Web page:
Technology changes rapidly, and the overlap between a valid research technique and misbehavior is subject to much debate. In the case of JSTOR, however, misbehavior was defined like pornography, something that the authorities would recognize when they saw it. What does it mean to read an article in this day and age? Can one just skim the section heads or just read the conclusion? Must one comprehend what has been read? Can a computer read on your behalf to identify salient facts? Proper use of the articles that Aaron was reading was subject to his agreement to the terms of use. All he had to do was behave.


Aaron hadn’t actually released any of those JSTOR journal articles when he was arrested. I’m convinced that Aaron had not made a decision to release those articles, and I am certain he would not have released them without a great deal of post-download analysis.

The implication was clear in the charges brought against him that he was about to let those journal articles loose in the wild, causing huge monetary damages. The prosecutor was convinced that the only reason that one would download journal articles was to redistribute them, and the indictment specifically charged that “Swartz intended to distribute these articles through one or more file-sharing sites.”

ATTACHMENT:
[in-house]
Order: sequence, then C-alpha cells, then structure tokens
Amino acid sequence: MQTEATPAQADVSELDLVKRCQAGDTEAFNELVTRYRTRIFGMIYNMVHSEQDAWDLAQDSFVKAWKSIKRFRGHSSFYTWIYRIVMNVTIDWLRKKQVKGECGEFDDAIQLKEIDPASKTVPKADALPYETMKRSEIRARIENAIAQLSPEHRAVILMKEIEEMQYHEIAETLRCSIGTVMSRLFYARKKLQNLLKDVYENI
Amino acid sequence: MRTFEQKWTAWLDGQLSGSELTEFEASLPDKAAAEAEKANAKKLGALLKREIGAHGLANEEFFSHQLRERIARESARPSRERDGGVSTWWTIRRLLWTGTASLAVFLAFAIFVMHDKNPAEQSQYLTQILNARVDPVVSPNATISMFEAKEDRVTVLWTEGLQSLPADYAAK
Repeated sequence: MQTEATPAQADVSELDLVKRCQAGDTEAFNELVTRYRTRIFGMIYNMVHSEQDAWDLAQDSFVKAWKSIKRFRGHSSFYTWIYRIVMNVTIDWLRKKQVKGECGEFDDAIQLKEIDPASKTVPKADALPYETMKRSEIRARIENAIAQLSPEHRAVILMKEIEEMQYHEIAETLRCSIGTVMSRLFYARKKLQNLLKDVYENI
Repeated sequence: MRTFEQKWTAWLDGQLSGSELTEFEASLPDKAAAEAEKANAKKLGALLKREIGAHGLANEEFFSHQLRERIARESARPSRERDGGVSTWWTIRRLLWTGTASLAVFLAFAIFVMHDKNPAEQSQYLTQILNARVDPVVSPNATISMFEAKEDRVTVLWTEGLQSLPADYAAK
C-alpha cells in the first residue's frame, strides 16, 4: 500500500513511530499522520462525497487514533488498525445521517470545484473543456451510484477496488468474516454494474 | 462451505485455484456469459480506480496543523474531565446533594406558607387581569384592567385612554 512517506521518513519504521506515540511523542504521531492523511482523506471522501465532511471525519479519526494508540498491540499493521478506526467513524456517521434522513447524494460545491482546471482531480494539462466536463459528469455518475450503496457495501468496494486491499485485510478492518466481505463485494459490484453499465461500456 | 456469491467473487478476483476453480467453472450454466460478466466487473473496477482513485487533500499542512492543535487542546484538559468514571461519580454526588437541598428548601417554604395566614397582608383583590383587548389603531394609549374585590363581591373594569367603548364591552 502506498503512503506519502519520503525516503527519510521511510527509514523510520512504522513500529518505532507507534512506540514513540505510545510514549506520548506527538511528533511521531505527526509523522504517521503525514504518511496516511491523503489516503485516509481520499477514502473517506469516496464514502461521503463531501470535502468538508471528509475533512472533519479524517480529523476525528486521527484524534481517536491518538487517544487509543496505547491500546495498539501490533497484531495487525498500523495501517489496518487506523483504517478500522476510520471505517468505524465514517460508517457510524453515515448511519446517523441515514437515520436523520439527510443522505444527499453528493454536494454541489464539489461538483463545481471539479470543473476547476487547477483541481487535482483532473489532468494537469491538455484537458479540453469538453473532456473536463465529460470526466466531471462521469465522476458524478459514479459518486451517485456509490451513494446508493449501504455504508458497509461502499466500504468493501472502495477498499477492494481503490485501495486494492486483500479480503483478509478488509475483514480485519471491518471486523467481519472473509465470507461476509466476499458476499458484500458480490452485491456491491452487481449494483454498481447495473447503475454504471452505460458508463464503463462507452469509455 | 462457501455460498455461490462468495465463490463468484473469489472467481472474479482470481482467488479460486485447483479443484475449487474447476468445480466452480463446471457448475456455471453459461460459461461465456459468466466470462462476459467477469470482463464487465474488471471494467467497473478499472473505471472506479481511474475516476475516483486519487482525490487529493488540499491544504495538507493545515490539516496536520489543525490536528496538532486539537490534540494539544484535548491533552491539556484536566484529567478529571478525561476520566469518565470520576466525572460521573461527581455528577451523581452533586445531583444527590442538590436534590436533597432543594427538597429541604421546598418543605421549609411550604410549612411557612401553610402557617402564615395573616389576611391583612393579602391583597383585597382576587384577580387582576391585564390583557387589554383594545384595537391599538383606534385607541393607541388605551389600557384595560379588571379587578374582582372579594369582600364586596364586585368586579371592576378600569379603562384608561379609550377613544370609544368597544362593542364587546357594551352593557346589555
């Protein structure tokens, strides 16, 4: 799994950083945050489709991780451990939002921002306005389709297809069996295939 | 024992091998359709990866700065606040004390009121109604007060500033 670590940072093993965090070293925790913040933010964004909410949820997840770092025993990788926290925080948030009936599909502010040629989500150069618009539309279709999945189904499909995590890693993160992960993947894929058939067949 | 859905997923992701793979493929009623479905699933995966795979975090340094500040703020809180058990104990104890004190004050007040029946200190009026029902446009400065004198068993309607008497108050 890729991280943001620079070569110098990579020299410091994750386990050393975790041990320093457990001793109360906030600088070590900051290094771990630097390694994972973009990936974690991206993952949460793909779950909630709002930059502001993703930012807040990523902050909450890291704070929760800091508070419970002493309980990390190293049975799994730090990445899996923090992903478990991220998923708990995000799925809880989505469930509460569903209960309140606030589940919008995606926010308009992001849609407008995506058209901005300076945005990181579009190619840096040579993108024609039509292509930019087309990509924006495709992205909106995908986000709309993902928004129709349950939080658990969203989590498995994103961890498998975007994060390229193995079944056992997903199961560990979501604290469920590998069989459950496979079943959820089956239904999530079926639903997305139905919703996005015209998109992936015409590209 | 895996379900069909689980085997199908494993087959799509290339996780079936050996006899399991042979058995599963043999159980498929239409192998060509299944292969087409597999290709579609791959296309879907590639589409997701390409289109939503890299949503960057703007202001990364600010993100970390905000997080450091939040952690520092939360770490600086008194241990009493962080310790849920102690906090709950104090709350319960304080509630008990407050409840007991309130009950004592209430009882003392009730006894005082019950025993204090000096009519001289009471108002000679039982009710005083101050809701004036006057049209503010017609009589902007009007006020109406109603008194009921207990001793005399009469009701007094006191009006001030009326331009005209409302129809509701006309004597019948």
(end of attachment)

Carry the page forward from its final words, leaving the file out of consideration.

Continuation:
Violating the terms of use, misbehaving by reading too many articles too quickly, is what turned Aaron’s actions into a 13-felony federal crime. JSTOR called MIT who called the police. Then, even though JSTOR dropped all charges and asked the prosecutors not to pursue the case, the legal train had left the station and the prosecutors began a merciless 2-year pursuit. There was no posted speed limit on how many articles per day constituted an acceptable speed for downloading or reading. If, after the fact, the speed seemed inappropriate to prosecutors, they could and did invoke the full fury of the law. They called in those forces because an example had to be made of him, given his pattern of behavior in the past.